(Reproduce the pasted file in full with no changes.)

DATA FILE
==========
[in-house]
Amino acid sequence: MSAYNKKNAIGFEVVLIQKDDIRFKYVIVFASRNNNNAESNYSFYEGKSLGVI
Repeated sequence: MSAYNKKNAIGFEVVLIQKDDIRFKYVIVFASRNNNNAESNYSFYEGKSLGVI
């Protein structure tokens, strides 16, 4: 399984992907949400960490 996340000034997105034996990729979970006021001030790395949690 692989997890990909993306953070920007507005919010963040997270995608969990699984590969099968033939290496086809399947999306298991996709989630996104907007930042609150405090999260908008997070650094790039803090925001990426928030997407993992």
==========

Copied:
[in-house]
Amino acid sequence: MSAYNKKNAIGFEVVLIQKDDIRFKYVIVFASRNNNNAESNYSFYEGKSLGVI
Repeated sequence: MSAYNKKNAIGFEVVLIQKDDIRFKYVIVFASRNNNNAESNYSFYEGKSLGVI
């Protein structure tokens, strides 16, 4: 399984992907949400960490 996340000034997105034996990729979970006021001030790395949690 692989997890990909993306953070920007507005919010963040997270995608969990699984590969099968033939290496086809399947999306298991996709989630996104907007930042609150405090999260908008997070650094790039803090925001990426928030997407993992």